For rank-and-file members who have not held leadership positions in their caucus and are unlikely to see an increased stipend added to their paycheck, the raise will come in the form of a boost to their office expenses account. Lawmakers living within a 50-mile radius of the State House will receive $15,000 for office expenses in their checks, up from $7,200, while lawmakers who live further away will receive $20,000.

State Rep. Shawn Dooley of Norfolk, one of the few Republicans to speak out on the floor against the hikes, said it was unlikely he’d get one of the plum extra stipends. “I speak my mind way too much to ever be a part of leadership,” he said.

But Dooley said the power of the pocketbook that now resides with House and Senate leaders of both parties is as troublesome as the added cost to taxpayers. Dooley said there could be a justification for a pay hike provided there was a ban on all outside income, not just on the speaker and Senate president, as now mandated in the law. And Dooley suggested there was a better way to award the raises.

“The better way to handle that is let’s put a stipend on every time someone shows up for a committee hearing,” he said. “I go to meetings where there are 30 members and only two or three show up. Let’s tie this thing to performance.”

Meet the Author

Jack Sullivan

Senior Investigative Reporter, CommonWealth

About Jack Sullivan

Jack Sullivan is a veteran of the Boston newspaper scene for nearly three decades. Prior to joining CommonWealth, he was editorial page editor of The Patriot Ledger in Quincy, a part of the GateHouse Media chain. Prior to that he was news editor at another GateHouse paper, The Enterprise of Brockton, and also was city edition editor at the Ledger. Jack was an investigative and enterprise reporter and executive city editor at the Boston Herald and a reporter at The Boston Globe.

He has reported stories such as the federal investigation into the Teamsters, the workings of the Yawkey Trust and sale of the Red Sox, organized crime, the church sex abuse scandal and the September 11 terrorist attacks. He has covered the State House, state and local politics, K-16 education, courts, crime, and general assignment.

Jack received the New England Press Association award for investigative reporting for a series on unused properties owned by the Catholic Archdiocese of Boston, and shared the association's award for business for his reporting on the sale of the Boston Red Sox. As the Ledger editorial page editor, he won second place in 2007 for editorial writing from the Inland Press Association, the nation's oldest national journalism association of nearly 900 newspapers as members.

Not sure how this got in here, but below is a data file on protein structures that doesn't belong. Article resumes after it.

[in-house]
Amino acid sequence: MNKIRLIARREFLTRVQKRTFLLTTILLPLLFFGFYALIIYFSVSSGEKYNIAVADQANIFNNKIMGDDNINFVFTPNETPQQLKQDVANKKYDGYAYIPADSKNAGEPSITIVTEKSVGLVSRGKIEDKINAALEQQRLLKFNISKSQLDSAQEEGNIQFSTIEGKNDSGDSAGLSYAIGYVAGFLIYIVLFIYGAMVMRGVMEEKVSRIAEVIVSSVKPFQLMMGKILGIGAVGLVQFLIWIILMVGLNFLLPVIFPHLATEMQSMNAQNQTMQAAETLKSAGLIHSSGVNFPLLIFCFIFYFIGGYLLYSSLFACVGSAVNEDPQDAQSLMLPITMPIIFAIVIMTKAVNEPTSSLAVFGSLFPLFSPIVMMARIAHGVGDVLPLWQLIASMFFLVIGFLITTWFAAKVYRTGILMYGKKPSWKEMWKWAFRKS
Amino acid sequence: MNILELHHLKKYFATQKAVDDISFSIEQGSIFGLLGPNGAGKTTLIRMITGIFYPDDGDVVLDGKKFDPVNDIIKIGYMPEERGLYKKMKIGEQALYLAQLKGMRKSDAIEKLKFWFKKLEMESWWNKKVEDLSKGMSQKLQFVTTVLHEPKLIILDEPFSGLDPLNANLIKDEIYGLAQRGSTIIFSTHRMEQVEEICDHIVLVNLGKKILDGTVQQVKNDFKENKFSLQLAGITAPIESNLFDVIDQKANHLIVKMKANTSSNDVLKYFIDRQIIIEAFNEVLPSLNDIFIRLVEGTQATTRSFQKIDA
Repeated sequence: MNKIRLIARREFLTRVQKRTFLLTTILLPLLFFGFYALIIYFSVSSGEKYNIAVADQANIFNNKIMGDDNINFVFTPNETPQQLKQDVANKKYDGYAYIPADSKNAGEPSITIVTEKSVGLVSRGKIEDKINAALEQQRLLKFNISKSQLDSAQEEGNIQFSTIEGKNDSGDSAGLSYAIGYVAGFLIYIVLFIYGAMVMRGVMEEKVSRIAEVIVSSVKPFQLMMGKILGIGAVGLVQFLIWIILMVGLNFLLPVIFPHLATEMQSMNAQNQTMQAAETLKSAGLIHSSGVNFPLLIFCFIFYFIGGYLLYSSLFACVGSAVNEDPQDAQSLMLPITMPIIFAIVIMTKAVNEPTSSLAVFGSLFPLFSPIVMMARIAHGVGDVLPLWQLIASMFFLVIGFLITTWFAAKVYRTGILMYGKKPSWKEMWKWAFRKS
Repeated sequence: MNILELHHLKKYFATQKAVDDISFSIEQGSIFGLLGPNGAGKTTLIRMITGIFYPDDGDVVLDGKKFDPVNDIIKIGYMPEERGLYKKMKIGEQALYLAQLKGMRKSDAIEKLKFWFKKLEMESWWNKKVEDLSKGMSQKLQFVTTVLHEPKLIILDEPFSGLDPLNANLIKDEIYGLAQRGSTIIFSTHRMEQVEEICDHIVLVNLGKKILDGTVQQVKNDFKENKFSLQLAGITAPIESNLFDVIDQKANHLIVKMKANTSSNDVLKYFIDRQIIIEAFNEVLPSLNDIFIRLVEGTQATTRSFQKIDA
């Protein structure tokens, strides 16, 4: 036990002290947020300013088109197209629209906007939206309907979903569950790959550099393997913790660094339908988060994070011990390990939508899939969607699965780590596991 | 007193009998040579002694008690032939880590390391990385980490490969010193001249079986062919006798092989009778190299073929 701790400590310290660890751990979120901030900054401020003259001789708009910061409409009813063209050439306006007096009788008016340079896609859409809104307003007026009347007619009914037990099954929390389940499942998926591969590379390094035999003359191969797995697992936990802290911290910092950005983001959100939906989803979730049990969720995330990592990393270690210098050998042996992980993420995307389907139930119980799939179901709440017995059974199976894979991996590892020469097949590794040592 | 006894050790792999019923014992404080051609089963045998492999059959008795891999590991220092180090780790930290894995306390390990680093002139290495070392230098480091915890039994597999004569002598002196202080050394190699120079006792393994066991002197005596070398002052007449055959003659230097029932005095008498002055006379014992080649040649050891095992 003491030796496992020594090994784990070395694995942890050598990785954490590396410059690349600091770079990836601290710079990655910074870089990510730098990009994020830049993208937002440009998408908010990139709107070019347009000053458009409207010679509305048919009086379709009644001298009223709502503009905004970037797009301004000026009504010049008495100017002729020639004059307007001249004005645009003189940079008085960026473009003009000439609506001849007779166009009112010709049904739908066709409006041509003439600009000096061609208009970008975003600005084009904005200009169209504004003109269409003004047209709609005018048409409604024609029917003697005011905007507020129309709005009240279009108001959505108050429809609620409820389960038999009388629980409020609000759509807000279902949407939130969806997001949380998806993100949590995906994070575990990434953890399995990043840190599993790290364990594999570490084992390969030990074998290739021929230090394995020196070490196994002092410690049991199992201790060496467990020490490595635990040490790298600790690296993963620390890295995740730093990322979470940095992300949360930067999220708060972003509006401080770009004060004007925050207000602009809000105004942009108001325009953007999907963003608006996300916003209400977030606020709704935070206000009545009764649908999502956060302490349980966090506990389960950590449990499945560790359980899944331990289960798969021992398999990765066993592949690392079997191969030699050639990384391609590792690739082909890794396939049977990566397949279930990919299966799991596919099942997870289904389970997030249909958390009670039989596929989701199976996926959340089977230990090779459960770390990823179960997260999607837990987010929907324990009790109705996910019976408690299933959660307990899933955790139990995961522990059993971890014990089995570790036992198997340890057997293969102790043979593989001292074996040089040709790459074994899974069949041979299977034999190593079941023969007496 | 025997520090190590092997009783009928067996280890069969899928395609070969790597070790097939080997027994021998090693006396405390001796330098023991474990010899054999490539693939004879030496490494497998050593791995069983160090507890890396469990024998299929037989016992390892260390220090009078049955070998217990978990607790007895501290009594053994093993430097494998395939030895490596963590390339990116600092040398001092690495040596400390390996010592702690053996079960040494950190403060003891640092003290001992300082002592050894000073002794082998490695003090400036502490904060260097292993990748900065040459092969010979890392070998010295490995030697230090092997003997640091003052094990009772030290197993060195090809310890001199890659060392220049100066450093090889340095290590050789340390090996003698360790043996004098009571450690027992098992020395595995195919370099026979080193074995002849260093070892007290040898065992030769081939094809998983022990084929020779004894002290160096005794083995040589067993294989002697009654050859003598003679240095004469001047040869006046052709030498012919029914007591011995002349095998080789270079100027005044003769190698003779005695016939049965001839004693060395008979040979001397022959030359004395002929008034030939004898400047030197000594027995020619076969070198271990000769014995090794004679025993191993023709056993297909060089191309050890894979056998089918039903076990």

At CommonWealth, Jack and editor Bruce Mohl won first place for In-Depth Reporting from the Association of Capitol Reporters and Editors for a look at special education funding in Massachusetts. The same organization also awarded first place to a unique collaboration between WFXT-TV (FOX25) and CommonWealth for a series of stories on the Boston Redevelopment Authority and city employees getting affordable housing units, written by Jack and Bruce.

A Boston native, Jack has lived in Massachusetts all his life. He was a major in English and history with a minor in political science at the University of Massachusetts, Boston. A father and grandfather, he lives in Plymouth with his wife, Susan.

About Jack Sullivan

Jack Sullivan is a veteran of the Boston newspaper scene for nearly three decades. Prior to joining CommonWealth, he was editorial page editor of The Patriot Ledger in Quincy, a part of the GateHouse Media chain. Prior to that he was news editor at another GateHouse paper, The Enterprise of Brockton, and also was city edition editor at the Ledger. Jack was an investigative and enterprise reporter and executive city editor at the Boston Herald and a reporter at The Boston Globe.

He has reported stories such as the federal investigation into the Teamsters, the workings of the Yawkey Trust and sale of the Red Sox, organized crime, the church sex abuse scandal and the September 11 terrorist attacks. He has covered the State House, state and local politics, K-16 education, courts, crime, and general assignment.

Jack received the New England Press Association award for investigative reporting for a series on unused properties owned by the Catholic Archdiocese of Boston, and shared the association's award for business for his reporting on the sale of the Boston Red Sox. As the Ledger editorial page editor, he won second place in 2007 for editorial writing from the Inland Press Association, the nation's oldest national journalism association of nearly 900 newspapers as members.

At CommonWealth, Jack and editor Bruce Mohl won first place for In-Depth Reporting from the Association of Capitol Reporters and Editors for a look at special education funding in Massachusetts. The same organization also awarded first place to a unique collaboration between WFXT-TV (FOX25) and CommonWealth for a series of stories on the Boston Redevelopment Authority and city employees getting affordable housing units, written by Jack and Bruce.

A Boston native, Jack has lived in Massachusetts all his life. He was a major in English and history with a minor in political science at the University of Massachusetts, Boston. A father and grandfather, he lives in Plymouth with his wife, Susan.

State House News Service contributed to this report.

  • Mhmjjj2012

    The more I know about this legislative pay grab, the angrier I get. State Rep. Shawn Dooley of Norfolk stated he has attended hearings where the committee has 30 members but only two or three show up. How about covering that? It’s all about money for nothing.